New mental health figures show a rise in depression among teenage girls

New mental health figures revealed by a study show that a quarter of teenage girls and 1 in 10 teenage boys have suffered from depression

A survey of over 10,000 young people, the Millenium Cohort Study, revealed the startling new mental health figures and suggested that parents were not attuned to the mental health struggles of their children.

The government-funded survey from the UCL Institute of Education and the University of Liverpool showed that parents often underestimated their daughter’s concerns and that teenage boys had trouble expressing their own struggles.

The study focused on children aged 14, with surveys into the issues of younger children being conducted through their parents.

The figures show that children from poorer backgrounds are far more likely to report problems than their more privileged peers.

It is believed that half of all mental health cases appear as symptoms before the individual is 14.

Suggested causes include exam stress and body issues caused by social media, as well as trauma such as bereavement or domestic abuse during childhood.

Lead researcher Dr Praveetha Patalay said the data shows a worrying rise;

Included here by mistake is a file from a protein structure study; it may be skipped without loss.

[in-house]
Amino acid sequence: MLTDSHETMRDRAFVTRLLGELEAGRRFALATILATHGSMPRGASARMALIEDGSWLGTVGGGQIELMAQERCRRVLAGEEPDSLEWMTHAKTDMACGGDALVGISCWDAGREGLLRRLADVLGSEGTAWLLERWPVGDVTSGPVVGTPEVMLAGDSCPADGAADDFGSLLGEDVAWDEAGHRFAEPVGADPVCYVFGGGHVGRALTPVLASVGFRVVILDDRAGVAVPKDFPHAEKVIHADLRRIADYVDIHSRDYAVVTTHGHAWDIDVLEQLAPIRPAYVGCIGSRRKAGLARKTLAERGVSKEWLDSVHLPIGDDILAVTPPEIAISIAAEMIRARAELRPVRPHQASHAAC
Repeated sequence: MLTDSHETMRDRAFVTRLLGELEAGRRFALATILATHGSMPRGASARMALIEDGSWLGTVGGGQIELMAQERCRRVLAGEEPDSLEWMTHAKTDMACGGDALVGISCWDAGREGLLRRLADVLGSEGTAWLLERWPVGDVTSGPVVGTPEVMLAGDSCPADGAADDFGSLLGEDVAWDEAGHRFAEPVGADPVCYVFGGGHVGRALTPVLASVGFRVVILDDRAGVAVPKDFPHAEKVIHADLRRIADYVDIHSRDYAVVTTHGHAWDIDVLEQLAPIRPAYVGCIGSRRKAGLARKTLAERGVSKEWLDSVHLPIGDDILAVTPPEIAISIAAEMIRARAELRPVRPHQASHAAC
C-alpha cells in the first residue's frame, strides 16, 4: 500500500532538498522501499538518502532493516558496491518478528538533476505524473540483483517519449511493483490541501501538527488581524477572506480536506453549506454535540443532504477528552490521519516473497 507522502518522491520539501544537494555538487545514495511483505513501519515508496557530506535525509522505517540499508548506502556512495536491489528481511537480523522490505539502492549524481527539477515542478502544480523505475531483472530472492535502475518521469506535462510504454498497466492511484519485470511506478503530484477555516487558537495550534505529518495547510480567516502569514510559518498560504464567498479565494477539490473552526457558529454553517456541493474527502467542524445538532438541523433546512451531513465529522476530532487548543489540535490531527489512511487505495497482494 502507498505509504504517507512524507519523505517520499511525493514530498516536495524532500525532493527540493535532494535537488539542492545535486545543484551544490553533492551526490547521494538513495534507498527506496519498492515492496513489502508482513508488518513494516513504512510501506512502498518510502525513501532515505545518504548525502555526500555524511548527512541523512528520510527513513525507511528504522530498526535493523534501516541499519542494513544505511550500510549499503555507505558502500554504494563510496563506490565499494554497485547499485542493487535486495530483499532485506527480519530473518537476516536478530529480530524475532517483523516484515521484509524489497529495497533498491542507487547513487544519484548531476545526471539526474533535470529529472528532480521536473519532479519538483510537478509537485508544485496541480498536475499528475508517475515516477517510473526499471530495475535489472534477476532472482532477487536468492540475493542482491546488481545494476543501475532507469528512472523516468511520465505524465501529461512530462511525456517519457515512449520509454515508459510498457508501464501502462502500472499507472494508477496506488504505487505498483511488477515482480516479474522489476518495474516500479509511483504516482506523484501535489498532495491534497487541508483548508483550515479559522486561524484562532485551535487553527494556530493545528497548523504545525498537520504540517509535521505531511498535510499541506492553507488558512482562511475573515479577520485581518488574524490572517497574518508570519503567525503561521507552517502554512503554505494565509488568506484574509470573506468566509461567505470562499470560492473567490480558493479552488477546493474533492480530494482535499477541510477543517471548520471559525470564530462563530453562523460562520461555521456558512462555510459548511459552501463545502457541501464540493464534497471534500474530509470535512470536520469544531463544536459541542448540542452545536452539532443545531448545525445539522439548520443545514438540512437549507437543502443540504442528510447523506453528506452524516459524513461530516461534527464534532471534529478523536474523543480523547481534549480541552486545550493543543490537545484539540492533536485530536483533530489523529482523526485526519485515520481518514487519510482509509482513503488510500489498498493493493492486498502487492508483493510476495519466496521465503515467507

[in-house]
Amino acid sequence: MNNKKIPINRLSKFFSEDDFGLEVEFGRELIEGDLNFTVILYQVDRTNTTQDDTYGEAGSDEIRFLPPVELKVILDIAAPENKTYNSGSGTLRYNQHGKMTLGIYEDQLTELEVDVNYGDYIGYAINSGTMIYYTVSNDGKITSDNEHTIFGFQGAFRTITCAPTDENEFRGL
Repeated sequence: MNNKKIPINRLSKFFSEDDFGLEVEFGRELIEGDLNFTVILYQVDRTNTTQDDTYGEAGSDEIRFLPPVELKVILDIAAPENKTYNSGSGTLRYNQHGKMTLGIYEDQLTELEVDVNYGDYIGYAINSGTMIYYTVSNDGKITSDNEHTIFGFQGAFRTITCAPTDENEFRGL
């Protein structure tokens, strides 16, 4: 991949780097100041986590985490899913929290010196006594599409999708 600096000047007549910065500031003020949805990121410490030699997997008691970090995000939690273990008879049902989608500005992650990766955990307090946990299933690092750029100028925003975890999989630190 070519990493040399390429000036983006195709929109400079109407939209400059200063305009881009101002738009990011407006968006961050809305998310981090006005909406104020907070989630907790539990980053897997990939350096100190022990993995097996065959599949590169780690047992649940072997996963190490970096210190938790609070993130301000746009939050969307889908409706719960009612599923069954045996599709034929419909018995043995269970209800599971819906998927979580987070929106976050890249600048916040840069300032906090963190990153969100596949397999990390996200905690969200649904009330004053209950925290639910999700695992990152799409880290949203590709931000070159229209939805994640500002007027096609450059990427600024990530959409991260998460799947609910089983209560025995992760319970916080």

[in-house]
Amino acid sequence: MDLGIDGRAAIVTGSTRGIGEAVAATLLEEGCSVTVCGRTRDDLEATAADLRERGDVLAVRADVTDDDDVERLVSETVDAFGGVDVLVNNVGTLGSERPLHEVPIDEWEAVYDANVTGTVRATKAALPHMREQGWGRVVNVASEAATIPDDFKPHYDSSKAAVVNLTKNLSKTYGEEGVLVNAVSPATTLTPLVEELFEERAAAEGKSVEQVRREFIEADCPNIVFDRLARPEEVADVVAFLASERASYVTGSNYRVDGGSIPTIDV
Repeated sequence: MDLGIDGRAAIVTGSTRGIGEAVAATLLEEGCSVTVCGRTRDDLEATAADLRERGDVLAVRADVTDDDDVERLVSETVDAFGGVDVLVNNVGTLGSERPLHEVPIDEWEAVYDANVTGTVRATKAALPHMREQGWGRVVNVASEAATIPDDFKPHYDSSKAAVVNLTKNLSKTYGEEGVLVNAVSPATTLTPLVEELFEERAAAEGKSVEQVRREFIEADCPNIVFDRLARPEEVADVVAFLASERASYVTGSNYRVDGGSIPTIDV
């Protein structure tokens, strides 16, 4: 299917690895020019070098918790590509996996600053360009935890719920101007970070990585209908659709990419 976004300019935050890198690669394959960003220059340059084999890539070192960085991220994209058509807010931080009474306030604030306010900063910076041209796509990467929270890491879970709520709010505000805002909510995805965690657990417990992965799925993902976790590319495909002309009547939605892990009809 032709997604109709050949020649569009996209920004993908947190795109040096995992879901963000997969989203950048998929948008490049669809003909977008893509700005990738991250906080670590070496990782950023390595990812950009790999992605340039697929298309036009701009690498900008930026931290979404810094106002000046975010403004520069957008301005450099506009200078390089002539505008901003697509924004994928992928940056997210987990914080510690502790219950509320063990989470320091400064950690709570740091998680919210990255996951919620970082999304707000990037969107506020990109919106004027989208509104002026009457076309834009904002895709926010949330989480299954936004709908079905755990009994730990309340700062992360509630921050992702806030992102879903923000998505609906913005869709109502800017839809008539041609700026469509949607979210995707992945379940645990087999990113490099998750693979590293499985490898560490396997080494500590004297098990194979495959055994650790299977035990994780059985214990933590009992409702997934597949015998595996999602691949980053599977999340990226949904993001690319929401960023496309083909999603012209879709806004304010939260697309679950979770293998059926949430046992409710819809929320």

“In recent years, there has been a growing policy focus on children’s mental health.”

“However, there has been a lack of nationally representative estimates of mental health problems for this generation.”

“In other research, we’ve highlighted the increasing mental health difficulties faced by girls today compared to previous generations and this study further highlights the worryingly high rates of depression.”

Growing concerns

Some have suggested that the figures can be attributed to a louder conversation surrounding depression and young people being more likely to discuss their issues rather than keeping them bottled up.

Researchers and mental health professionals are calling for greater funding and access to mental health services, especially for less well-off young people.

Dr Marc Bush from Young Minds said that ‘early intervention’ is ‘crucial’, as is ensuring mental health services are properly funded.

Chief executive of the National Children’s Bureau Anna Feuchtwang said the new mental health figures show the issue has reached ‘crisis point’.

The NHS offers CAHMS service to young people, but waiting times can vary.

Specialists emphasise early intervention and greater funding, as well as better education surrounding mental illness.

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